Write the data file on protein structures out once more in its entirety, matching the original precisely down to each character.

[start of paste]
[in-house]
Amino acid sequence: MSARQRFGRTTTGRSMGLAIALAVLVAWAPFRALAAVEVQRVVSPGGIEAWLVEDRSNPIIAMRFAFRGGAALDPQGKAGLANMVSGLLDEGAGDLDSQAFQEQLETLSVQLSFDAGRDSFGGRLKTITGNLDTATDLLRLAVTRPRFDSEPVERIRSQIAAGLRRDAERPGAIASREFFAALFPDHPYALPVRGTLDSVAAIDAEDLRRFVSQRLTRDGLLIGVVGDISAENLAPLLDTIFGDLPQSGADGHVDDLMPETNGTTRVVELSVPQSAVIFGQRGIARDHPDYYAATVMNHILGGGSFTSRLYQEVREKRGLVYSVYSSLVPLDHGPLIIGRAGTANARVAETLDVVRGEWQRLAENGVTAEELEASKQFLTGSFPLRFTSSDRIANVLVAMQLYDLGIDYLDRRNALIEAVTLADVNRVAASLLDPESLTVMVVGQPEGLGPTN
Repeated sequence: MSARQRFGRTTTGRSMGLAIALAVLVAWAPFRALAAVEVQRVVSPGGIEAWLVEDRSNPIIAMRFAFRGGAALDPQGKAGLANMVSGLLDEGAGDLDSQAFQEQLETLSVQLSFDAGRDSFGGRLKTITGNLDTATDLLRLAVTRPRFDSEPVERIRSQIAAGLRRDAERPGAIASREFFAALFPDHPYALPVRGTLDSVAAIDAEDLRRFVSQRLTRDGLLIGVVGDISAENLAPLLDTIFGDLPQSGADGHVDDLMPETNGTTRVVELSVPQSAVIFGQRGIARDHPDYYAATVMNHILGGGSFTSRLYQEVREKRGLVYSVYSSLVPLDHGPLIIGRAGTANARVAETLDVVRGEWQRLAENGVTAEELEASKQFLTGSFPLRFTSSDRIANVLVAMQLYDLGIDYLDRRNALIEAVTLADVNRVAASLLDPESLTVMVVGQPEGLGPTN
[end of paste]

[in-house]
Amino acid sequence: MSARQRFGRTTTGRSMGLAIALAVLVAWAPFRALAAVEVQRVVSPGGIEAWLVEDRSNPIIAMRFAFRGGAALDPQGKAGLANMVSGLLDEGAGDLDSQAFQEQLETLSVQLSFDAGRDSFGGRLKTITGNLDTATDLLRLAVTRPRFDSEPVERIRSQIAAGLRRDAERPGAIASREFFAALFPDHPYALPVRGTLDSVAAIDAEDLRRFVSQRLTRDGLLIGVVGDISAENLAPLLDTIFGDLPQSGADGHVDDLMPETNGTTRVVELSVPQSAVIFGQRGIARDHPDYYAATVMNHILGGGSFTSRLYQEVREKRGLVYSVYSSLVPLDHGPLIIGRAGTANARVAETLDVVRGEWQRLAENGVTAEELEASKQFLTGSFPLRFTSSDRIANVLVAMQLYDLGIDYLDRRNALIEAVTLADVNRVAASLLDPESLTVMVVGQPEGLGPTN
Repeated sequence: MSARQRFGRTTTGRSMGLAIALAVLVAWAPFRALAAVEVQRVVSPGGIEAWLVEDRSNPIIAMRFAFRGGAALDPQGKAGLANMVSGLLDEGAGDLDSQAFQEQLETLSVQLSFDAGRDSFGGRLKTITGNLDTATDLLRLAVTRPRFDSEPVERIRSQIAAGLRRDAERPGAIASREFFAALFPDHPYALPVRGTLDSVAAIDAEDLRRFVSQRLTRDGLLIGVVGDISAENLAPLLDTIFGDLPQSGADGHVDDLMPETNGTTRVVELSVPQSAVIFGQRGIARDHPDYYAATVMNHILGGGSFTSRLYQEVREKRGLVYSVYSSLVPLDHGPLIIGRAGTANARVAETLDVVRGEWQRLAENGVTAEELEASKQFLTGSFPLRFTSSDRIANVLVAMQLYDLGIDYLDRRNALIEAVTLADVNRVAASLLDPESLTVMVVGQPEGLGPTN